Viewing human-animal interactions as I do through a therapist’s lens, it seems to me that an animal companion, in some cases, becomes the representative of a person’s inner child. If you have done or are doing your own work in therapy, or if you have read about how to heal psychic wounds suffered in childhood, you have probably worked on re-parenting that inner child within you. When I work with clients on this issue in therapy, I use various techniques: guided imagery, talk therapy, talking to or journaling with a childhood photo, among others.
Yet I notice that some of my clients who have bonded very deeply with an animal companion seem to see the animal as an externalized version of their own inner child. They give to that inner child/animal all the nurturing, validation, kindness and support that they should have received as children. In doing so, the people seem to grow in their confidence and self-esteem. Through their pet, they are healing their childhoods.
One example is Heather, a 54-year-old woman and her black Pomeranian mix, Polly. Heather grew up in a family that was at times abusive, and always unstable. When Heather became a single mother, she had difficulty parenting. To her sorrow, she repeated some of the same patterns she had grown up with. When Heather’s son was seven years old, Heather adopted Polly. Heather took responsibility for the dog because her son was too young, and Heather found that she was able to care for Polly with more patience and kindness than she had been able to show her son. This caused her great shame, but she soon found that Polly’s presence caused some mysterious and positive change in the family dynamic. After Polly’s arrival, Heather began to treat her son with respect and caring.
“Polly brought out a gentleness in me. I was able to see how dependent she was on me, and how sweet she was. I wanted to make her happy and safe, and it was easy to do. I felt successful. I felt safe from failure with her.”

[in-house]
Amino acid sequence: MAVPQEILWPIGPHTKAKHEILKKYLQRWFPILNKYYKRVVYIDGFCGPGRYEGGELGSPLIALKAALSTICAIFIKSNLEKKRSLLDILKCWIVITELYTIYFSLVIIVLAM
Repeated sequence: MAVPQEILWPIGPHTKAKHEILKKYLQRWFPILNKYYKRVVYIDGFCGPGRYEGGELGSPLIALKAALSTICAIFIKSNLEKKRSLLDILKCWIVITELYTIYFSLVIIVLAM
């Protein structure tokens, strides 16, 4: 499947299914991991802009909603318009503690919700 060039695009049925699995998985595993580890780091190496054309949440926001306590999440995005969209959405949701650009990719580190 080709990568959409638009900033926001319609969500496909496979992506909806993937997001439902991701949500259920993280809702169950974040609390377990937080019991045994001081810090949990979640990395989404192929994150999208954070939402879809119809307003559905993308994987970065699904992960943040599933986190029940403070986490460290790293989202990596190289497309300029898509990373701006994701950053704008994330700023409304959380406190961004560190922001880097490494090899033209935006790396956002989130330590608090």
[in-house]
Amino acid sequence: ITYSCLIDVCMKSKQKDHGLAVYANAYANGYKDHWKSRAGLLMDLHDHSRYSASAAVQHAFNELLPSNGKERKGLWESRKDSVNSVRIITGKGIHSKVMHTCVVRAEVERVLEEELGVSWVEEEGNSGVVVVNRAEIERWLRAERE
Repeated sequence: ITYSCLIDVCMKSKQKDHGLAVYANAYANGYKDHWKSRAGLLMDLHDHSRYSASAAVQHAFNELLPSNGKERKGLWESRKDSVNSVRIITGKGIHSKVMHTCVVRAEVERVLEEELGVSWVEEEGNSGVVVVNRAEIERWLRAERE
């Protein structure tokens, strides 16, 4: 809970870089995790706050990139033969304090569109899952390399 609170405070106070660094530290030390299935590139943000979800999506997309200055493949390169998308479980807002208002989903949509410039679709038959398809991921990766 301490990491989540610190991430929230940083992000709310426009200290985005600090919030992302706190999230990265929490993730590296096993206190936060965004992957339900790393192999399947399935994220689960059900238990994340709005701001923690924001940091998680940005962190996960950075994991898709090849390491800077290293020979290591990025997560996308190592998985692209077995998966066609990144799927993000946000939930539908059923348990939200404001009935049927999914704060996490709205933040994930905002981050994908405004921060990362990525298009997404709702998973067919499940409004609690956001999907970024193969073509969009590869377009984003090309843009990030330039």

Heather was able to access the nurturing aspect of her personality through the little black dog. She had not been able to achieve this through her human child, she said, because human children are more demanding. I suggested it might also be because her child reminded her too much of her inner child that she was still rejecting.
Dogs demand nothing. They are happy with something to eat and a place to sleep. Heather could care for Polly “on her own terms.” She could nurture when she had it in her to nurture, and Polly would be happy with that. Heather grew her confidence in her ability to be nurturing.
Next, she was able to take a fresh look at how she had been taking out frustrations on her child, and make amends. She is deeply regretful of early mistakes she made as a parent. At the same time, she is mystified by the changes in self-development that her rescued Pomeranian brought out in her.
“That little dog made me feel safe,” she marvels. “I could try new things. I felt like a capable adult because of her.” My theory is that Heather’s inner child felt safe, as Heather “parented” Polly, its outward representation.
We humans project all kinds of things onto those we love, without meaning to and without awareness. It’s a beautiful thing when healing occurs, for whatever reason.